In today’s digital age, businesses of all sizes are increasingly vulnerable to cyber attacks. From ransomware and malware to phishing scams and Denial of Service (DoS) attacks, the threat landscape is constantly evolving.
As hackers become more sophisticated, so too must your defense mechanisms.
By investing in robust cybersecurity protection and training your employees on best practices, you can help defend your business against a potential cyber attack.
Believe it or not, one of the most common threats to business continuity is employee error. From accidentally deleting important files to losing laptop computers containing sensitive data, mistakes happen.
And while you can’t prevent them from happening altogether, you can minimize their impact by implementing proper security protocols and procedures – like data backup and disaster recovery – and by providing employees with adequate training on how to use them effectively.
Supply Chain Disruptions
In today’s global economy, supply chains are often complex and far-reaching – which means they’re also susceptible to disruptions.
Whether it’s a hurricane wreaking havoc on shipping operations or a supplier going out of business unexpectedly, supply chain disruptions can have a serious impact on your business continuity plan – not to mention your bottom line.
That’s why it’s important to have a plan in place for how you’ll maintain operations in the event of a disruption. This might include things like sourcing alternative suppliers or rerouting shipments through different channels.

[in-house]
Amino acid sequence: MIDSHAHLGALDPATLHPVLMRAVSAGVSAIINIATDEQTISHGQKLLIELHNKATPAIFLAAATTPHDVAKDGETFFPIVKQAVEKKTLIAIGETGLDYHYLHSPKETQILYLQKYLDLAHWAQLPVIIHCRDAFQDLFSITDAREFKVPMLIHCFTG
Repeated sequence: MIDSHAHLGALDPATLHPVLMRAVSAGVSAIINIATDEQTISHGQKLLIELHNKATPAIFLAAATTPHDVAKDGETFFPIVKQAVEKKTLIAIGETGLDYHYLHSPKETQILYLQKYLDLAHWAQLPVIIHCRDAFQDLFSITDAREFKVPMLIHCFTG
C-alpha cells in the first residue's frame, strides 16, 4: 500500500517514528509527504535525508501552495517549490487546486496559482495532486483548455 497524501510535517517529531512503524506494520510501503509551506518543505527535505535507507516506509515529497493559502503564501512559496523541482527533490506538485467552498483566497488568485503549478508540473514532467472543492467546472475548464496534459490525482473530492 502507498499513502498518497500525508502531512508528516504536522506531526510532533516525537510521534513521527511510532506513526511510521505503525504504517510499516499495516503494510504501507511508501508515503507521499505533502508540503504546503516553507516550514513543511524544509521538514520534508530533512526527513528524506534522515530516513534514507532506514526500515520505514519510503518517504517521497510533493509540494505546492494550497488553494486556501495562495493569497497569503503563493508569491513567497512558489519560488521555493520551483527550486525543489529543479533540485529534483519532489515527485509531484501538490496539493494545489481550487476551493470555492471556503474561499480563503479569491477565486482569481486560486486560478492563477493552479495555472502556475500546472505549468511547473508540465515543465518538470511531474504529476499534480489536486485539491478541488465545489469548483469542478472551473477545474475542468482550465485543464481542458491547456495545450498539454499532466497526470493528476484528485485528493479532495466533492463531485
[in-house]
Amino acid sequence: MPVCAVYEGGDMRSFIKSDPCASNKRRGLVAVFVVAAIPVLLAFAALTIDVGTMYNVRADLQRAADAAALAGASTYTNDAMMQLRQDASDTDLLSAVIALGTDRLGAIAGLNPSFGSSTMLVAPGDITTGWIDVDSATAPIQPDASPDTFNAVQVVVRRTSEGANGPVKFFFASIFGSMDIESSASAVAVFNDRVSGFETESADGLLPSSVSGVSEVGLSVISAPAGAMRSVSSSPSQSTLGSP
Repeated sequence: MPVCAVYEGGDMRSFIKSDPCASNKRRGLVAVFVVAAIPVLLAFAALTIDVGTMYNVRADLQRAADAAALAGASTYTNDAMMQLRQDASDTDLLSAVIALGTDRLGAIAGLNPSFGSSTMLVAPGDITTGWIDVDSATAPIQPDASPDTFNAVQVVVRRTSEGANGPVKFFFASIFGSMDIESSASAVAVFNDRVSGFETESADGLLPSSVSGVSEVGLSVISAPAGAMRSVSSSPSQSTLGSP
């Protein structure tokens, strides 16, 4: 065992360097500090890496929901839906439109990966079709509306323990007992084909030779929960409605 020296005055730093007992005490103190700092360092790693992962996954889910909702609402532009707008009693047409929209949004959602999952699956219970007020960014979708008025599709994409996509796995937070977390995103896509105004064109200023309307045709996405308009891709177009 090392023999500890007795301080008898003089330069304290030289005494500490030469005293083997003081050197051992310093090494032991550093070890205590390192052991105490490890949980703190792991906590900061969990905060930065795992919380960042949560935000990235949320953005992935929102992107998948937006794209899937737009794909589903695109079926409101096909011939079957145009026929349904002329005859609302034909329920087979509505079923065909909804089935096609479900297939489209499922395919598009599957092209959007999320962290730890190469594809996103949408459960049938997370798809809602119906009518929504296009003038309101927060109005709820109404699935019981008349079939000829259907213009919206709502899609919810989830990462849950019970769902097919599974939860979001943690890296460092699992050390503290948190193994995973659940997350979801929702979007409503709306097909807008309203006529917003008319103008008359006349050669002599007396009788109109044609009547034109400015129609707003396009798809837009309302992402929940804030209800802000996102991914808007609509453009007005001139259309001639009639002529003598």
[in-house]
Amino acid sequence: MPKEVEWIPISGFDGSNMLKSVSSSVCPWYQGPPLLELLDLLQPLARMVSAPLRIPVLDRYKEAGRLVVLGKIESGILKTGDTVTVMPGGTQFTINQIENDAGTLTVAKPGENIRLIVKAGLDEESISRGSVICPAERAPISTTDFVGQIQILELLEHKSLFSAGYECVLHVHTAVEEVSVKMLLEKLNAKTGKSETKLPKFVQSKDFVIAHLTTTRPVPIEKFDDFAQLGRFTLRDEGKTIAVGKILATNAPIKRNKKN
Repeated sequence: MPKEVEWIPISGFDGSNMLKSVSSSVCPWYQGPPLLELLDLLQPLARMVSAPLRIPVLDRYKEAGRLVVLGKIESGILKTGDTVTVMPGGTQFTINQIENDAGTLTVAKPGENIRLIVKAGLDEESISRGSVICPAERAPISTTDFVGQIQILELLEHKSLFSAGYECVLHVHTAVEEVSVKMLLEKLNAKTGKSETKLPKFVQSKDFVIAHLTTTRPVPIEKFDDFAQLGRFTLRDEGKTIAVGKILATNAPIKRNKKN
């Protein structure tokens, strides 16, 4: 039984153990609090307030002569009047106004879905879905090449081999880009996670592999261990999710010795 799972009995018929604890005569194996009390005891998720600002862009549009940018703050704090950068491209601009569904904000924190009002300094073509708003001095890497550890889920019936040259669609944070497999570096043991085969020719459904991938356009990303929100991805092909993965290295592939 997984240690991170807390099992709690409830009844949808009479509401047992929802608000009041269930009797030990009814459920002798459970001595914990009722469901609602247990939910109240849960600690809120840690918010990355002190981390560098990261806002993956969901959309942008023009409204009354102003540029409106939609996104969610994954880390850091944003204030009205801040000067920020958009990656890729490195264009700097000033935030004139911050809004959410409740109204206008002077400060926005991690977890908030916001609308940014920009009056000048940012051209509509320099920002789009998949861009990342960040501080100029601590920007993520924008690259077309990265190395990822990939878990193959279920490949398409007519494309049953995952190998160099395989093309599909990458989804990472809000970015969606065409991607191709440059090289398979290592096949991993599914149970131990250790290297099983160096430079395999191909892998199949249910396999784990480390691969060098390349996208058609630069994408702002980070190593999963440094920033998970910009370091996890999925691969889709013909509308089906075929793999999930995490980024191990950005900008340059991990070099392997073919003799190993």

In recent years, we’ve seen firsthand the devastating effect a pandemic can have on businesses of all sizes – from mom-and-pop shops forced to shutter their doors permanently to multinational corporations laying off thousands of employees worldwide.
While there’s no way to fully prepare for something like a pandemic, having a plan in place for how your business will continue to operate in the event of one can help reduce its impact on your bottom line.
This might include things like instituting remote work policies or cross-training employees so that essential functions can still be carried out even if key personnel are unavailable.
Let’s Build a Recovery Plan Together
Our solutions mean a quick return to “business as usual” after a crisis. Disaster recovery typically involves backing up data and processes to an off-site facility or cloud-based storage, ensuring business continuity as operations transfer to a second site or technology environment.
Prevention is the most important key to recovery; nonetheless, there is no such thing as perfect prevention. Anything can happen, be it accidental file deletion, security breaches, or even weather disasters.
We help identify and address potential technology risks, then build recovery plans that include considerations such as optimal backup solutions and climate-controlled facilities.
We’ll help you build these systems and tailor them to your industry’s and business’s specific needs.
Confidentiality is the foundation of the attorney-client relationship. As both an ethical obligation and common-law duty, law firms are trusted guardians of some of the most private and sensitive information.
Additionally, there are usually contractual and regulatory requirements at play. With so much information and correspondence digitized, and the ever-evolving strategies of cyber crime, new and continuous approaches to securing the privileged information law firms are privy to is vital.
The American Bar Association reports that in 2021, twenty-five percent of law firms were victims of a data breach. Further, survey results also show that too many law firms, particularly smaller firms, are behind the curve when it comes to establishing basic security measures.